"Beauty quickens. It adrenalizes. It makes the heart beat faster. It makes life
more vivid, animated, living, worth living." American Beauty presents a similar message. We hear it from Ricky Fitts (Wes
Bentley), a teen-age
"weirdo" who compulsively videotapes everything he sees. He is the spiritual catalyst
of the film, and lives for beauty. And we hear it at the end of the film in a
voice over by Lester Burnham (Kevin Spacey) who has died for it, thankfully not
before he got his wake-up call and enjoyed a few moments of moral
Scarry's other set of ideas is about the connection between beauty and moral
enlightenment. Beauty, she says,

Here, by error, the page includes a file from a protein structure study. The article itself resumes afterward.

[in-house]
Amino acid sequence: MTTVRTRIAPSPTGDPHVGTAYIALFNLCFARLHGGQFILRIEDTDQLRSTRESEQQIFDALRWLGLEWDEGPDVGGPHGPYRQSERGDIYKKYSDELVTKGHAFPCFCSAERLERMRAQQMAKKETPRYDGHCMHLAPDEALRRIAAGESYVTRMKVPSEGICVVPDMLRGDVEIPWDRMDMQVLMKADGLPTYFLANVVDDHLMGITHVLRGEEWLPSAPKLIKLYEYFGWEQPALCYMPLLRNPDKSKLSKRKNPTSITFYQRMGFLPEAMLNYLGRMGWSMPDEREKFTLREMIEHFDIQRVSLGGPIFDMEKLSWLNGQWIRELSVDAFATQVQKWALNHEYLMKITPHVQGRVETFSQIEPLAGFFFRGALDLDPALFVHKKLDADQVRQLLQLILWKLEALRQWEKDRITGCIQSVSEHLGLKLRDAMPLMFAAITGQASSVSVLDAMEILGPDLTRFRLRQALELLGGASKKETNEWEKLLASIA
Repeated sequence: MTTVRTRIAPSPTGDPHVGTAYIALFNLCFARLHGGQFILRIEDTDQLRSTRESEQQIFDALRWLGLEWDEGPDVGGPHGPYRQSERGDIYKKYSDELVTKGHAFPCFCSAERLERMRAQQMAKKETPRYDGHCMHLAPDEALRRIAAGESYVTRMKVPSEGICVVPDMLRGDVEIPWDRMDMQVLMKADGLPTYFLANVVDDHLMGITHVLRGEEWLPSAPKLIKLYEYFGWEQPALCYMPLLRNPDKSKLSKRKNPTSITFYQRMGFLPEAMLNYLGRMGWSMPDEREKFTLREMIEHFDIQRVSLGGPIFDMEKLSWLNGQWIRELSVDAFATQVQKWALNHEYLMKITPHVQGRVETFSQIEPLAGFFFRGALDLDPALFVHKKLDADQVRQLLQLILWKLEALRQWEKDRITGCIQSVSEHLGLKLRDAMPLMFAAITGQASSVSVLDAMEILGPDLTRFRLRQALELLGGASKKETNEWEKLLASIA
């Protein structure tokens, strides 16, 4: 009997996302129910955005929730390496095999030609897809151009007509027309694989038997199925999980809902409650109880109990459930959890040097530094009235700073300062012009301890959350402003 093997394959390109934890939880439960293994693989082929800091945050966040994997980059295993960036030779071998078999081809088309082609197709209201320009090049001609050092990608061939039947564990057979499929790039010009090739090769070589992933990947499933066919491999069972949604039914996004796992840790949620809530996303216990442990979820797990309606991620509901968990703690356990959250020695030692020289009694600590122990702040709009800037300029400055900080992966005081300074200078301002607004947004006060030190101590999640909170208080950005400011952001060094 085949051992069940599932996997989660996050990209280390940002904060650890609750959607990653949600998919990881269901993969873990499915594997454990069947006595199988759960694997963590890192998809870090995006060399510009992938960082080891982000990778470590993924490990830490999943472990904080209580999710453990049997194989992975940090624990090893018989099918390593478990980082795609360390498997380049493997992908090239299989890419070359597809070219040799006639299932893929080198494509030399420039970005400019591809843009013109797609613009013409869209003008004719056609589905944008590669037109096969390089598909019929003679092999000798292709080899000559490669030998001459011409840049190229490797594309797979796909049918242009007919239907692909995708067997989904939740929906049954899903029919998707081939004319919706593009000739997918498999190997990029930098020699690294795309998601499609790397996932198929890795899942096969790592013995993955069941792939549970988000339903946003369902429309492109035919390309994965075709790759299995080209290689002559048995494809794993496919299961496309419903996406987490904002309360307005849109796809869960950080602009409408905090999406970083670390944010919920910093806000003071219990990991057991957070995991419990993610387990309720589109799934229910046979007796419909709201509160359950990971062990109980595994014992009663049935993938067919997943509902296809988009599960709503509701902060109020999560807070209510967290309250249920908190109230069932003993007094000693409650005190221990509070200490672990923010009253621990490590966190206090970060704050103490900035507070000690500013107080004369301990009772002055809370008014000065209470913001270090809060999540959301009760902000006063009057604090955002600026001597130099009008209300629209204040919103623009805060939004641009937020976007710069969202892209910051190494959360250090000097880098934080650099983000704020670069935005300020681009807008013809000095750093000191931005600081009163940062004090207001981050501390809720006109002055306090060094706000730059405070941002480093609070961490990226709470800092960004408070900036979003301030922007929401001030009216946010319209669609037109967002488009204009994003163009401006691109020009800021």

"ignites one's desire for truth," and is deeply connected to symmetry, fairness, and justice itself. American
Beauty makes similar connections and goes further, suggest-ing that spiritual
redemption begins with the experience of beauty.
Scarry writes about beauty as if she had to convince an audience of skeptics in
literary theory. But a new spiritual call to beauty seems to have converts
everywhere. How else can one explain the retreats outside San Francisco where a
rabbi who is no longer sure he believes in God preaches to the throng that the
Burning Bush is about the miracle of beauty; or the secular self-actualizing
gurus who enthuse to their flocks about discovering beauty in unexpected
places; or the hordes of elderly people who have descended on the museums of
the world determined to witness beauty before they die? Seeing beauty is like
seeing angels: both are divine messengers from a possible hereafter.
Scarry describes, as the centerpiece of her own